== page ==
Defunding the Education Thugs

Some of the more welcome news to come out in the last month is the nearly wholesale collapse of faith in the American public schools. It has been reported that as few as 29% of Americans have confidence in the public school system, which only goes to prove how ineffective the system really is. The fact that even 29% of people in this country could even remotely claim to have any vestige of trust left in such a proven money and time-waster as the public school system is the best evidence that promoting thinking isn’t high on the Department of Education’s list of goals. Or perhaps it only proves that 29% of the population is made up of public school employees.

But the really important thing is that this lack of confidence has led parents to actually do something about it. Major cities in the United States are seeing plummeting attendance, as fed-up parents are pulling their kids out of the government indoctrination centers and enrolling them elsewhere. This is, in fact, what will ultimately speak the loudest. Empty desks lead to fewer tax dollars for the school district, and this is a very good thing, especially when we’re talking about a government enterprise that spends anywhere from 9 to 15 thousand dollars ($30,000 in Washington D.C. schools) a year per student. When parents actually begin to consider what they could be getting for that amount of money in private schools the numbers don’t bode well for the public ones.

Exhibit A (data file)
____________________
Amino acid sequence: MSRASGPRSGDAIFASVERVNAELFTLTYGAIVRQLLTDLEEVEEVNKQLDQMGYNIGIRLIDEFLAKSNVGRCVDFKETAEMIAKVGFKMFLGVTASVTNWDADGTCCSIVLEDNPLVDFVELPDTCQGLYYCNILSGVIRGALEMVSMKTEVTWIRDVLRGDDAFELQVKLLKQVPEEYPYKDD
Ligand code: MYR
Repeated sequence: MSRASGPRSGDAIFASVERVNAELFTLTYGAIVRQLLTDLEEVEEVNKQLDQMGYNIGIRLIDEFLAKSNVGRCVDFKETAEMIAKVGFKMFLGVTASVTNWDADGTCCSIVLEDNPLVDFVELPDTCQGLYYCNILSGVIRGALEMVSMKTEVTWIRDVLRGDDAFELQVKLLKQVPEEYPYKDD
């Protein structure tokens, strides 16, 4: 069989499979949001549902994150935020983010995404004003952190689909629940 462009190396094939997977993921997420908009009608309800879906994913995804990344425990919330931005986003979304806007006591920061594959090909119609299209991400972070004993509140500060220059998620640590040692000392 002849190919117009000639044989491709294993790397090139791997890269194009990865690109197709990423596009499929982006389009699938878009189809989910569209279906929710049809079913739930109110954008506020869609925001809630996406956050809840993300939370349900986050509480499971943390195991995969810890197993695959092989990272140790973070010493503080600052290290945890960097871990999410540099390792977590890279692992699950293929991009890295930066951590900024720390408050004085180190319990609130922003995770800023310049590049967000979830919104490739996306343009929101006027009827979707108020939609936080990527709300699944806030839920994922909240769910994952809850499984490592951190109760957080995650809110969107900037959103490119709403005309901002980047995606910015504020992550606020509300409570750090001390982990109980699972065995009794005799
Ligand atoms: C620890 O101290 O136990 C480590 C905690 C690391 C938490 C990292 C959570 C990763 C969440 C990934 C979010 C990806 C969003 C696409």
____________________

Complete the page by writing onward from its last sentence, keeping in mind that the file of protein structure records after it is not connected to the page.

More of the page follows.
An increasing number of parents are even opting for homeschooling. I would imagine part of the rationale is that the old wives’ tale about needing a “trained” educator to educate has just about run its course. Parents now realize how little the “trained” educators are actually doing for their children, and they figure that they can at least provide the same amount of “little” in their own home. The same parents who have taught their children to speak, count, read, and tie their own shoes before shipping them off “to school” are beginning to understand that the necessity of the “educated educator” is as mythical as Jack’s beanstalk.

Not to mention that the government schools’ track record is less than flattering. Year after year, test scores decline, school violence goes up, and more money is always the answer. So much money has been dumped into the failing institution that the Department of Education (DOE) now commands more than $90 billion (the Heritage Foundation estimates it at $120 billion, so I am being more than generous here) each year to keep its bloated bureaucracy of inefficiency afloat. If more money is the answer, when does enough become enough to actually yield better results than the year before? How long must we beat our heads against the same wall before realizing that it is completely ineffective?

What is even more encouraging though, is that the thug organization of indoctrination, also known as the NEA (National Education Association), is also hemorrhaging members. USA Today reports that the NEA has lost more than 100,000 members since 2010. It projects that by 2014 the union group could lose as many as 308,000, which translates into a lost annual revenue of $65 million. This is the only language that the NEA and the DOE understand. Lightening the load of their deep pockets by removing large amounts of extorted cash is the only way they will begin to take notice of their utter failure and lack of concern (besides using their own failures to lobby for more money, of course).

So much for it being “all about the children.” Wise parents by the droves are no longer listening to the propaganda and the scare tactics and are taking action for the sake of their own kids. What are you waiting for?